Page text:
When to Repair or Replace Your Gutters at Home

Gutters are an important part of your home’s drainage system, and if they aren’t properly maintained, they can cause a lot of damage. Gutters direct rainwater away from your home, and if they become clogged with leaves or other debris, the water can overflow and seep into your roof or walls. This can lead to water damage and expensive repairs.

Repair or Replace

Everyone faces this dilemma eventually: do you try to fix something or do you just replace it? Do you try to speed up your slow laptop, or just go out and get the newest model? You cracked your phone’s screen — do you have the screen fixed or do you just buy another one? When it comes to deciding whether to repair or replace something, there are a few factors to consider. Age, condition, and the amount of use are all important considerations when making this decision. Another thing to keep in mind is how much money you think you will save by repairing the item as opposed to replacing it.

Your home’s gutters, just like other items, will require you to answer this question, too. Will you take the effort to fix up your gutters or shell out on a handyman to repair them, or will you just have the whole thing replaced?

Repairing Your Gutters

In general, you can just opt for doing small repairs if the only issues you find are the following:

  • If the damage is localized, you can just fix that part instead. Patching up or replacing sections is cheaper and faster than replacing your entire system.
  • If there are only small holes and cracks, you can repair them yourself. For holes, clean them with alcohol, and make sure there is no dust or debris around them. Then, use a sealant to patch over the holes, such as L R Liquid Rubber Waterproof Sealant (priced at around $35 for a quart) and GE GE5050 Silicone II Aluminum and Metal Sealant ($25 for 10 ounces). As for cracks, you can use the same method, but take note that larger cracks will require flashing. Place flashing over the crack and seal the edges to make sure that water doesn’t get through. You can use rivets to put the flashing on, but make sure it stays waterproof after.
  • If only a single joint or seam is leaking, repair it. Check whether elbow joints or guttering sections are securely fastened. If they are loose, you can use sealant to repair the seam.
  • If a few hangers are loose, you can tighten them using a screwdriver. However, if the holes they are screwed into are getting loose, you will need a power drill to make new holes for the hangers to be attached to.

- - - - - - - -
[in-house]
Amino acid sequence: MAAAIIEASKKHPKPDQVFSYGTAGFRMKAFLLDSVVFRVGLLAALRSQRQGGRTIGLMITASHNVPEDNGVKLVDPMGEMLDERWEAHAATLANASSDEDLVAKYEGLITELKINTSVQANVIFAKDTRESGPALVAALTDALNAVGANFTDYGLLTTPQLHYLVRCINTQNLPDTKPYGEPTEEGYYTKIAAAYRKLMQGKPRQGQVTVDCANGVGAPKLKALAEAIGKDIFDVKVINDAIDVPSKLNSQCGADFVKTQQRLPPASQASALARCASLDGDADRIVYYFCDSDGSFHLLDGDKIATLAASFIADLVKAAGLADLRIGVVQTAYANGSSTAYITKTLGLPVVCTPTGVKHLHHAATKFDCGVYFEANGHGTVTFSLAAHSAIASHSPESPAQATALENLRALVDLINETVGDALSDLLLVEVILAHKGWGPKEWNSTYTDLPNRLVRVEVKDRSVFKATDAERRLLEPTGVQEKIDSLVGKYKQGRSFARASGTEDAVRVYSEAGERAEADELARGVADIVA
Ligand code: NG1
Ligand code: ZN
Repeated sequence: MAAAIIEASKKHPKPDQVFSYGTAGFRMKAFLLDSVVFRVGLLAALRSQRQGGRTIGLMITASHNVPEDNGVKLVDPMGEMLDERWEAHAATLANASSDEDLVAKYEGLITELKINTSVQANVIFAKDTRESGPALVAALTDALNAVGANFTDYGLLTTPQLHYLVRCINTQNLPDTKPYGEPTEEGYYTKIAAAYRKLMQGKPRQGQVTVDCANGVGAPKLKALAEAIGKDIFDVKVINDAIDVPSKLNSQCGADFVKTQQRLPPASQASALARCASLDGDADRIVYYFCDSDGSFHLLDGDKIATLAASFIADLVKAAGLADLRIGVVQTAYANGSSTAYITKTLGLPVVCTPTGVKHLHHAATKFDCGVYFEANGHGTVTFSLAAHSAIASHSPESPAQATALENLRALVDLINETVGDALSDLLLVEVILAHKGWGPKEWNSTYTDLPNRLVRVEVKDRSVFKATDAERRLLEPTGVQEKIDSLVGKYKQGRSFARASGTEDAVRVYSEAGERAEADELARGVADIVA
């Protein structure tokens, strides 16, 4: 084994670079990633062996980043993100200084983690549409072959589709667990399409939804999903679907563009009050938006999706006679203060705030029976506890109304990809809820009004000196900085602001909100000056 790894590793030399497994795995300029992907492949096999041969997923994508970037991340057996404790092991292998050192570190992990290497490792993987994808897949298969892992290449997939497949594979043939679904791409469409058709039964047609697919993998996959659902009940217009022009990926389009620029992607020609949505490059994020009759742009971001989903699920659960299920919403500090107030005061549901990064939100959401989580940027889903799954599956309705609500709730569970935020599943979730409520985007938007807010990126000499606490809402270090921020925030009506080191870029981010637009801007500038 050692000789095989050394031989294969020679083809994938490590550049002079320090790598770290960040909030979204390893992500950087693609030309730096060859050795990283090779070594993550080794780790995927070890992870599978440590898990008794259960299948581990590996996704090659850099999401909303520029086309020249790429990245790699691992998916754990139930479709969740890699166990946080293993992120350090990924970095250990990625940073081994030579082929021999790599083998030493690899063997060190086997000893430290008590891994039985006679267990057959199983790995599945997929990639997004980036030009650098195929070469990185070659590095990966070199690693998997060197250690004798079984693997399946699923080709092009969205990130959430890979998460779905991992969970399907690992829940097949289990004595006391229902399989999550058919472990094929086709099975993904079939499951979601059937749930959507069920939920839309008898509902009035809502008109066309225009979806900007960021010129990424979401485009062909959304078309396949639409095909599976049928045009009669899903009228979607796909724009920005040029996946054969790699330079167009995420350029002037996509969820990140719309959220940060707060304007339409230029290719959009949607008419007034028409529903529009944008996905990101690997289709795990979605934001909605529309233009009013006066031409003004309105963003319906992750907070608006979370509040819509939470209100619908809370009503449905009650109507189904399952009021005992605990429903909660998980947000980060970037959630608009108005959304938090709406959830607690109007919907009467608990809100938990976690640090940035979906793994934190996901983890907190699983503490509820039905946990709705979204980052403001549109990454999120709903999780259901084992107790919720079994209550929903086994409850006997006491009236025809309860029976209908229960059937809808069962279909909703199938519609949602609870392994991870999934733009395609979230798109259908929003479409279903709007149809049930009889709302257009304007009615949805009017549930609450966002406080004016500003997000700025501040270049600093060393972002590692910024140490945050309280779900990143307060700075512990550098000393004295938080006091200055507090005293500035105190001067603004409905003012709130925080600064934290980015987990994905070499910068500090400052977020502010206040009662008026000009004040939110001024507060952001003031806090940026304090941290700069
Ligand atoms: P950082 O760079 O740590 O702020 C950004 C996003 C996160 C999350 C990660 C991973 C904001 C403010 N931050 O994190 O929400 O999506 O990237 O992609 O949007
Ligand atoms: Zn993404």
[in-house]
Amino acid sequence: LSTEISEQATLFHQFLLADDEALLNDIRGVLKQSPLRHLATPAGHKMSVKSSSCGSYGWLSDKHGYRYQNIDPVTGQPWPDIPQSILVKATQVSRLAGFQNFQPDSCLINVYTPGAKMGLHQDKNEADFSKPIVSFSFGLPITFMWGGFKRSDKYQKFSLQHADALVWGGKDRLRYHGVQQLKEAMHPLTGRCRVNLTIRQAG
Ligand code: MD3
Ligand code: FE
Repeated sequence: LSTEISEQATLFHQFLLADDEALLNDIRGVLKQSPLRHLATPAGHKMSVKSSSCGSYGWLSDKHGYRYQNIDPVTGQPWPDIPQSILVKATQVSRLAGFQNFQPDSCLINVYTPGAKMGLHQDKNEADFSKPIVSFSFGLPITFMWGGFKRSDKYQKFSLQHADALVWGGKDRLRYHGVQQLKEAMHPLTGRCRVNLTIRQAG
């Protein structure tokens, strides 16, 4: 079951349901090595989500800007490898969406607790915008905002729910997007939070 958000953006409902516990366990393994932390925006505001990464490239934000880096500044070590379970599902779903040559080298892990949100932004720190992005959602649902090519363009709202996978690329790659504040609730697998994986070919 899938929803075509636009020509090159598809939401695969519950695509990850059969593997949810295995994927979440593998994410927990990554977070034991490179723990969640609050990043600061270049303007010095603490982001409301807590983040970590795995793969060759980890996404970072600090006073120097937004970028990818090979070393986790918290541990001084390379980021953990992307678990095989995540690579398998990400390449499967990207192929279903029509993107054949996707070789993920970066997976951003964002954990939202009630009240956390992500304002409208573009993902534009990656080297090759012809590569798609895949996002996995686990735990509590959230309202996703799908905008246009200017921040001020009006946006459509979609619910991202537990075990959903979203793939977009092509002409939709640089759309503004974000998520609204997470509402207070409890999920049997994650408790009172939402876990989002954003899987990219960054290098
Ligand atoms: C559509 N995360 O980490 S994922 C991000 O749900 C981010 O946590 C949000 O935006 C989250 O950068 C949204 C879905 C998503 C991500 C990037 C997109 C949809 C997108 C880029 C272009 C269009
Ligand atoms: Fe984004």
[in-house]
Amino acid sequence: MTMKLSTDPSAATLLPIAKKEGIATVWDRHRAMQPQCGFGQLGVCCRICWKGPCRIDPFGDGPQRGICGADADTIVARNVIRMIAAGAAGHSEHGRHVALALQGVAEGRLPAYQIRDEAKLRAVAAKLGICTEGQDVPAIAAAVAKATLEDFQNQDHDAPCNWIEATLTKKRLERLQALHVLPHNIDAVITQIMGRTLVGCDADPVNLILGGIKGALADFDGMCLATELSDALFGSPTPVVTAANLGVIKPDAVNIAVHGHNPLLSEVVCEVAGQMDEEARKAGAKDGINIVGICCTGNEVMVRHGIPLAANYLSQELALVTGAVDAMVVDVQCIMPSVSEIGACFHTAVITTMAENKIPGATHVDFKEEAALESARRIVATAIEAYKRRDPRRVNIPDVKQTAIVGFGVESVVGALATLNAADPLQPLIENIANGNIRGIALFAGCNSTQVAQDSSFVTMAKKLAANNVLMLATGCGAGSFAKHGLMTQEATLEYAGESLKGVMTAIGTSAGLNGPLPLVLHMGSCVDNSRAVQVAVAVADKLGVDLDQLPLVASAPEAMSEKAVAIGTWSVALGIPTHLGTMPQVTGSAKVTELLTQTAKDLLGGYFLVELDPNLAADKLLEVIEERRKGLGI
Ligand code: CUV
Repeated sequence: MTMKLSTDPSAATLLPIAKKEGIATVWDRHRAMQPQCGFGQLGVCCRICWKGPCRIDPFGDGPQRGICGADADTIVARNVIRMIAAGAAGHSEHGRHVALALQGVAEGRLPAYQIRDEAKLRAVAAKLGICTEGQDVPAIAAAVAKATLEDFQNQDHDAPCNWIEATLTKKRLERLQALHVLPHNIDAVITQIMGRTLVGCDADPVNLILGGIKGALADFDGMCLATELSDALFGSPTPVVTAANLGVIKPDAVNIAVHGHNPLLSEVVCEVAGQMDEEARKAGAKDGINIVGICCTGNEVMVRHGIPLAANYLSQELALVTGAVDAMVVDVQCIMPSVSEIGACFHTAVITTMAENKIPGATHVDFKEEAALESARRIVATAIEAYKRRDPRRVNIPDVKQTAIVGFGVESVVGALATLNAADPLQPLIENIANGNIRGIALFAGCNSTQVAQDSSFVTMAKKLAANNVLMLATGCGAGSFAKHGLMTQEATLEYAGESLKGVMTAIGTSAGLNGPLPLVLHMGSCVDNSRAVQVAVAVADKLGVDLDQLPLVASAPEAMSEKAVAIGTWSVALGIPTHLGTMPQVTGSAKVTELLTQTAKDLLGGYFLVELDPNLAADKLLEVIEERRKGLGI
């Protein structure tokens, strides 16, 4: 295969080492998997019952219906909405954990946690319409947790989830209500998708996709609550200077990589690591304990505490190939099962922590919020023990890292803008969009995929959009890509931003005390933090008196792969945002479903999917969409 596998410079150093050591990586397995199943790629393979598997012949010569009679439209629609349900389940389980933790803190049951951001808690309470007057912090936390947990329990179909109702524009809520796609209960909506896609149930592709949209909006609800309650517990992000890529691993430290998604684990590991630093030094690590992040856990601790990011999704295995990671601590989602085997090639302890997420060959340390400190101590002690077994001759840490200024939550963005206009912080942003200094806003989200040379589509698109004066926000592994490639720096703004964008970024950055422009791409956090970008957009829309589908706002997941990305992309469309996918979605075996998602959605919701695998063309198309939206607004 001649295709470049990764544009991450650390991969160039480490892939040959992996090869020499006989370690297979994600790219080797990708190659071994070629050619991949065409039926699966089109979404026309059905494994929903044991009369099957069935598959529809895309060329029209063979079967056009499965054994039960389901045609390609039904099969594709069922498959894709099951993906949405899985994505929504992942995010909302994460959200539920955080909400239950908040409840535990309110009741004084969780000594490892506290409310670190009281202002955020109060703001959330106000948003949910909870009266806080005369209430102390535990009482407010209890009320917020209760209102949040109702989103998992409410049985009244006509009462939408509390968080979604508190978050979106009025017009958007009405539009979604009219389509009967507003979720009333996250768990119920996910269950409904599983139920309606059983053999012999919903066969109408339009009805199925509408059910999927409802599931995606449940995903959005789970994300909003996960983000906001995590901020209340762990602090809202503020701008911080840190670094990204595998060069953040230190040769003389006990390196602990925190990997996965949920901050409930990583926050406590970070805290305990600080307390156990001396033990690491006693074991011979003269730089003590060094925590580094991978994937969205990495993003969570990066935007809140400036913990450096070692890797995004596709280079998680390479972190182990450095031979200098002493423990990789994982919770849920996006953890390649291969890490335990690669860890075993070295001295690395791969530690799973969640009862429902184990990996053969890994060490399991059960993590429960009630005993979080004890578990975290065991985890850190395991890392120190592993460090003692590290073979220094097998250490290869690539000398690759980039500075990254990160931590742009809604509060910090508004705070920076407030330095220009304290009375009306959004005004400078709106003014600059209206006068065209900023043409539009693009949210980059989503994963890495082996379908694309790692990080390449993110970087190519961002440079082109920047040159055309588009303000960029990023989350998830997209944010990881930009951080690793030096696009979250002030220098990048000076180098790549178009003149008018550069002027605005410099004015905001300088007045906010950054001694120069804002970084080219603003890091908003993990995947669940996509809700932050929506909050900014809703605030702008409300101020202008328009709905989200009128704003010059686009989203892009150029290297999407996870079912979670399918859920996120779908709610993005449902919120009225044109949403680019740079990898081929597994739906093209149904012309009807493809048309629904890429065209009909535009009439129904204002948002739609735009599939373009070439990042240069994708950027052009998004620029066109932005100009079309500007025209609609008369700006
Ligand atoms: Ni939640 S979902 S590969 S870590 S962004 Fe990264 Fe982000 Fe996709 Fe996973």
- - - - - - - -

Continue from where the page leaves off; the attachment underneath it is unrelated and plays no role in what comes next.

• If the hangers are bent, you can bend them back into shape, but you will have to do this by eye. The easiest way is to just replace the hangers.
  • If you have copper gutters, it’s more cost-effective to patch them up than replace them. Copper costs a lot, so repairing small issues (even if they are numerous) will definitely cost way less.

In general, you can do these repairs with a ladder. If you have a vertical platform lift, all the better. Just make sure to stay safe!

A man with a cap up on a ladder holding a gutter section in place

Replacing Your Gutters

Sometimes, some things are just so badly damaged that repairing them is a waste of time, money, and energy. Here are the things you should look out for:

  • If your gutters were not maintained and have accumulated lots of little repairs. Gutters that are full of holes, cracks, holes, or rust are better replaced. The extent of the damage may already be affecting its structural integrity, and at this point, trying to treat all these issues may cost you as much as replacing the whole system.
  • If your hangers keep falling out after you have tried to screw them back in several times, you need to have your fascia boards replaced. Some contractors offer to repair fascia boards that are rotting or deteriorating.
  • If your gutters’ sections keep splitting apart despite several attempts to seam them back together, you need to have them replaced. You can opt for seamless gutters so that you won’t have to deal with this issue again. This also goes for gutter systems with few seams.
  • If large sections are sagging, you will need to have them replaced. This is because when a large section sags, a quick fix will probably not fix it. Replace it immediately so that water keeps flowing and doesn’t cause your gutter to collapse.
  • If your gutter is dented or buckles under heavy weight or impacts, you will need to replace it. For example, your gutter is dented by a falling tree branch or your ladder — it will be difficult to force it back into shape. If you only damaged a small section, you should just replace it instead of trying to bend it back into shape. In addition, if you have seamless gutters, that whole run will have to be replaced.


Knowing when to repair and when to replace your gutters can save you time, energy, and money. Even if you are replacing a whole run or system, that can save you money in the long run, too! However, if only a few things need repairing and you have the tools and equipment to do so yourself, then go ahead and make the repairs. Stay safe, and have fun doing them!

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